A great deal of LinkedIn content shared by lawyers is self-focused as opposed to audience-focused. Therein lies an opportunity.
I graduated from law school as a competent writer, but I had a lot to learn.
I still do.
Upon starting my career, one of my mentors, a litigation partner, taught me an important lesson that I didn’t learn in law school:
Know your audience. Write for your audience.
- A seasoned judge doesn’t need a full page and 11 citations on the standard for granting summary judgment.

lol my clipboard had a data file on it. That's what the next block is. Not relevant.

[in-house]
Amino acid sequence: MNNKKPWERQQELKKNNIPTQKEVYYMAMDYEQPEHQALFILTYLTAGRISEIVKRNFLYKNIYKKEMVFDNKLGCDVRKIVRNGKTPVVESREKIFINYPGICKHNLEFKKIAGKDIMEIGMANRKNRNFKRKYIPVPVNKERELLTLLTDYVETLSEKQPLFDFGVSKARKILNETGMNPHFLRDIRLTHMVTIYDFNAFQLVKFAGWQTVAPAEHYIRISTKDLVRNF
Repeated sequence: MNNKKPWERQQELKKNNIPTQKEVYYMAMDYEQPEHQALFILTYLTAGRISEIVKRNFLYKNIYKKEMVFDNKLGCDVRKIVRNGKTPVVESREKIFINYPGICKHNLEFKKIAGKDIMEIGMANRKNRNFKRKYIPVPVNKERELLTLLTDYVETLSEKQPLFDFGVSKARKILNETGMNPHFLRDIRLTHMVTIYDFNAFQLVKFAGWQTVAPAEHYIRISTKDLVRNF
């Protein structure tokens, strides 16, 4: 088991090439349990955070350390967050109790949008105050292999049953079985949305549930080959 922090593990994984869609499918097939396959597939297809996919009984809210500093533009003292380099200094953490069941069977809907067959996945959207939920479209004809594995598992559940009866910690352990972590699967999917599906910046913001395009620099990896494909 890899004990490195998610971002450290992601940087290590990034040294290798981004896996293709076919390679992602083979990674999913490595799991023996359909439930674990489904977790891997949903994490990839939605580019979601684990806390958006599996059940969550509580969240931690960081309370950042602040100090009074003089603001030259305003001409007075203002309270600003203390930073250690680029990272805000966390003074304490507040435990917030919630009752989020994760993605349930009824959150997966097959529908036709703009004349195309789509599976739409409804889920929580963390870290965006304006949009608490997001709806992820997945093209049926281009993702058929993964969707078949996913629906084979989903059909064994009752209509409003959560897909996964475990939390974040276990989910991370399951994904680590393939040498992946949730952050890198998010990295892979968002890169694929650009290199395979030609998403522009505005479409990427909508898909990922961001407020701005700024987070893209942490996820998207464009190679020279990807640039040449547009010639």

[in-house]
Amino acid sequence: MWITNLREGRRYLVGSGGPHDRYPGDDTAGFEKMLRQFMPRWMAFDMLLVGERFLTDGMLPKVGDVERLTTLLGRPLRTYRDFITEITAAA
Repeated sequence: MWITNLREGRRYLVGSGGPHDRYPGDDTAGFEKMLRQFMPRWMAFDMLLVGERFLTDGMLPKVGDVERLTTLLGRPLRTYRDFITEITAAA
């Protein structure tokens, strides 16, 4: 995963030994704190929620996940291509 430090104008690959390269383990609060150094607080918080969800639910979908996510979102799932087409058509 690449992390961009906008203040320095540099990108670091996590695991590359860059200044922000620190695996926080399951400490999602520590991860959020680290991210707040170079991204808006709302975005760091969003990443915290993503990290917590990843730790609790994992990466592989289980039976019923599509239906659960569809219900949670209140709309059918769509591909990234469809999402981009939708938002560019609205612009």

- General counsel are busy, unimpressed by legalese, and want the key points and conclusion on page 1 of a memo.
And so on.
My mentor called it “writing fluency” — writing that allows the reader to move through the text quickly and effortlessly comprehend the essential message.
As a young associate, I wanted to be perceived as smart and sophisticated. I used a lot of jargon and liked a creative flourish. I needed to kill my darlings.
My mentor explained that my (overly verbose) writing was having the opposite effect and that my goal should be to serve my audience. In almost all cases, audiences appreciate simple and straightforward writing.
Writing on social media platforms, as you might expect, is no different.